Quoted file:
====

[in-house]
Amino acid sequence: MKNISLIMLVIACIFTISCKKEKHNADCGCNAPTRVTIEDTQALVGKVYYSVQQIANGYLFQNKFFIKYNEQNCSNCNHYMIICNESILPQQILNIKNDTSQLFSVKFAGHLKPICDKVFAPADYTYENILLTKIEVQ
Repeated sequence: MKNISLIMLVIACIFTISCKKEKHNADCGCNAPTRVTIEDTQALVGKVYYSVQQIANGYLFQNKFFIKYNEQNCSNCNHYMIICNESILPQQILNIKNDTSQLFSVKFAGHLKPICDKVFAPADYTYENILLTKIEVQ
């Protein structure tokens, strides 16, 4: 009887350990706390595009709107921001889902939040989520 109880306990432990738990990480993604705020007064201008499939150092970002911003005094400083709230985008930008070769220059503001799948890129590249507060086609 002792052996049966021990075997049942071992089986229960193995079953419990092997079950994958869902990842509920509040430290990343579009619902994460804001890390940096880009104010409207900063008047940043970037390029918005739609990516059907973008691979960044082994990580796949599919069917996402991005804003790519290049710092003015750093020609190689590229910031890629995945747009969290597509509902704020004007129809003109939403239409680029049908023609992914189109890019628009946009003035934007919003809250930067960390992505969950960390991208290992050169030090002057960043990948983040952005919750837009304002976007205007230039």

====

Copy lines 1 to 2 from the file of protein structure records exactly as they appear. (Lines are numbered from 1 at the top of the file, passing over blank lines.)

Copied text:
[in-house]
Amino acid sequence: MKNISLIMLVIACIFTISCKKEKHNADCGCNAPTRVTIEDTQALVGKVYYSVQQIANGYLFQNKFFIKYNEQNCSNCNHYMIICNESILPQQILNIKNDTSQLFSVKFAGHLKPICDKVFAPADYTYENILLTKIEVQ